RIABiz: How does your past experience with both money managers and FINRA help in your new position?

Amster: I’m lucky enough to have worked for firms that ran the gamut in size and scope and, as a result, I’ve grappled with virtually all of the regulatory issues – both complex and not so complex – that investment advisors and broker-dealers face every day.

I began my compliance career as a securities examiner with FINRA where I conducted on-site reviews of member firms that collectively offered the full spectrum of securities products. See: FINRA shifts an unwelcome spotlight away from itself -- by training it on the brokers it oversees. My next stop was at UBS, a bulge bracket, foreign-owned investment bank, as an associate director in their fixed income capital markets compliance group where I had primary oversight responsibility for the firm’s primary dealership, rates and repo desks.

My last stop before CRC was with CRT Capital Group where I served for more than 15 years as chief compliance officer of their U.S. broker-dealer unit, CRT’s FCA-authorized U.K.-based dealer affiliate and CRT’s domestic registered investment advisory affiliate, Harbor Drive Asset Management.

But when it comes to serving CRC’s clients, perhaps my most valuable experience came during my very first job at Salomon Brothers, the legendary investment bank of “Liar’s Poker” fame, where I spent five years first learning the business from the sales and trading perspective. Looking back, my trading floor experience materially influenced and favorably informed my compliance approach by teaching me to also see each regulatory challenge from the standpoint of the producers who ultimately drive the financial services industry. How a Chicago RIA grew to more than $700 million by carving out a client niche of wirehouse execs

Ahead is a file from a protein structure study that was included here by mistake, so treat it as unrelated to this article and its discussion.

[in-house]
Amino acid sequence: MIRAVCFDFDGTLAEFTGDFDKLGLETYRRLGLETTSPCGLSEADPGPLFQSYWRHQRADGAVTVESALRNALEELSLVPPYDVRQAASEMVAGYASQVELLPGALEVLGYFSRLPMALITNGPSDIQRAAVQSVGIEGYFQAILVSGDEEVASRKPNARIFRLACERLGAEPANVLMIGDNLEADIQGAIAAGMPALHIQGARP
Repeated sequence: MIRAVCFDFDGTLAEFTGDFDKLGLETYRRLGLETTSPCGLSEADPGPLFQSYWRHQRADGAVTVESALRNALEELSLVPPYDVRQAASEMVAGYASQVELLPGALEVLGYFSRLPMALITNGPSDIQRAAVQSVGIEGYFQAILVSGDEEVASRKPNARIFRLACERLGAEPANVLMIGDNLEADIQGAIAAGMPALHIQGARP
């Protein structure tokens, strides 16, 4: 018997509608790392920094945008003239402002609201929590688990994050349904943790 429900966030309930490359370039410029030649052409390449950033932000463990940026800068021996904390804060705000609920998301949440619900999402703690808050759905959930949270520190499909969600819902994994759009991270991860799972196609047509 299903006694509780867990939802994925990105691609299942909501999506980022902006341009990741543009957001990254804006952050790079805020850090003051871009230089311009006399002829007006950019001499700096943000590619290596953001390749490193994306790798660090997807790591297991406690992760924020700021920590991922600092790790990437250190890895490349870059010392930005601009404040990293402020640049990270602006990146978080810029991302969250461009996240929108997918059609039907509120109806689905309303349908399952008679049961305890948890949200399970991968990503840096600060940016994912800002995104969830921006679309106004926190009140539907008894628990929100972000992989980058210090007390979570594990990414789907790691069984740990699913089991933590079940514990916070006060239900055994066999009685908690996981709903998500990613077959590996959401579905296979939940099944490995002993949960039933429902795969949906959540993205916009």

RIABiz: Do you anticipate the consulting space getting more crowded as compliance risk continues to be more challenging as regulatory requirements increase? And how will you set yourself apart from competitors?

Amster: The demand for compliance advice has steadily grown ever since the financial crisis and we’re seeing a significant acceleration of that demand. More than ever, financial institutions recognize that good compliance is good business and that a gold-plated reputation can be lost in the blink of an eye. Given that supply always follows where demand exists, I suspect that the compliance advisory space will become more and more crowded. The leaders in this space, however, will be those who equally recognize and appreciate the client’s commercial focus and offer solutions that go beyond reciting the black letter of the rules. CRC’s competitive advantage is its strength at comfortably balancing a client’s commercial interests and its critical need to withstand regulatory scrutiny. 

RIABiz: What types of regulatory challenges do you anticipate the DOL fiduciary rule creating that companies will need help with? How significantly is the rule going to change the industry?